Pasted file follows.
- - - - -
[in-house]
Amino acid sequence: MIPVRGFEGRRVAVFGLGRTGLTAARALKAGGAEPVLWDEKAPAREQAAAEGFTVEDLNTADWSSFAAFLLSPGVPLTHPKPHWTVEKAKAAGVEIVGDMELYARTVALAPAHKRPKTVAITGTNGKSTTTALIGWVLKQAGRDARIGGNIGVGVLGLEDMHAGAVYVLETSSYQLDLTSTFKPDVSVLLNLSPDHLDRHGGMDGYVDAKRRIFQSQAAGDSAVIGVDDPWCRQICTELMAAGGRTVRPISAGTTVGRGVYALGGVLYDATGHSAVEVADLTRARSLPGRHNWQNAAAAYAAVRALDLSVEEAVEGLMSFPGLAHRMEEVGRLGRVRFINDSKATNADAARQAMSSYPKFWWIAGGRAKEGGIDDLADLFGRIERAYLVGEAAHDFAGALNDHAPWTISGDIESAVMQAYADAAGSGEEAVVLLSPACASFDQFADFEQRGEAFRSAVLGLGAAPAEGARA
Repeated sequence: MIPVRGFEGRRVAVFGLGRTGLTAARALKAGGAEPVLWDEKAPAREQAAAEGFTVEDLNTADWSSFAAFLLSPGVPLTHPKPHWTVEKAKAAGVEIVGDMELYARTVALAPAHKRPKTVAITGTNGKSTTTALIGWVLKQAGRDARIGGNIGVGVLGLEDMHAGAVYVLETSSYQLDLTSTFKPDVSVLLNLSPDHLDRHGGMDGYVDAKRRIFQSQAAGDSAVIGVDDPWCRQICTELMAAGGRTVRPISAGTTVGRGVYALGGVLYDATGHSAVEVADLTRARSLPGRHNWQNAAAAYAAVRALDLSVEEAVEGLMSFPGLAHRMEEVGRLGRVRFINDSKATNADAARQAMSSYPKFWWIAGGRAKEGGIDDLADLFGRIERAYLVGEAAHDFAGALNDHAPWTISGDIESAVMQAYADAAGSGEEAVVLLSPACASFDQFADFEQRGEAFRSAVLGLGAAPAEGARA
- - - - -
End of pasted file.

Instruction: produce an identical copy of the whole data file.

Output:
[in-house]
Amino acid sequence: MIPVRGFEGRRVAVFGLGRTGLTAARALKAGGAEPVLWDEKAPAREQAAAEGFTVEDLNTADWSSFAAFLLSPGVPLTHPKPHWTVEKAKAAGVEIVGDMELYARTVALAPAHKRPKTVAITGTNGKSTTTALIGWVLKQAGRDARIGGNIGVGVLGLEDMHAGAVYVLETSSYQLDLTSTFKPDVSVLLNLSPDHLDRHGGMDGYVDAKRRIFQSQAAGDSAVIGVDDPWCRQICTELMAAGGRTVRPISAGTTVGRGVYALGGVLYDATGHSAVEVADLTRARSLPGRHNWQNAAAAYAAVRALDLSVEEAVEGLMSFPGLAHRMEEVGRLGRVRFINDSKATNADAARQAMSSYPKFWWIAGGRAKEGGIDDLADLFGRIERAYLVGEAAHDFAGALNDHAPWTISGDIESAVMQAYADAAGSGEEAVVLLSPACASFDQFADFEQRGEAFRSAVLGLGAAPAEGARA
Repeated sequence: MIPVRGFEGRRVAVFGLGRTGLTAARALKAGGAEPVLWDEKAPAREQAAAEGFTVEDLNTADWSSFAAFLLSPGVPLTHPKPHWTVEKAKAAGVEIVGDMELYARTVALAPAHKRPKTVAITGTNGKSTTTALIGWVLKQAGRDARIGGNIGVGVLGLEDMHAGAVYVLETSSYQLDLTSTFKPDVSVLLNLSPDHLDRHGGMDGYVDAKRRIFQSQAAGDSAVIGVDDPWCRQICTELMAAGGRTVRPISAGTTVGRGVYALGGVLYDATGHSAVEVADLTRARSLPGRHNWQNAAAAYAAVRALDLSVEEAVEGLMSFPGLAHRMEEVGRLGRVRFINDSKATNADAARQAMSSYPKFWWIAGGRAKEGGIDDLADLFGRIERAYLVGEAAHDFAGALNDHAPWTISGDIESAVMQAYADAAGSGEEAVVLLSPACASFDQFADFEQRGEAFRSAVLGLGAAPAEGARA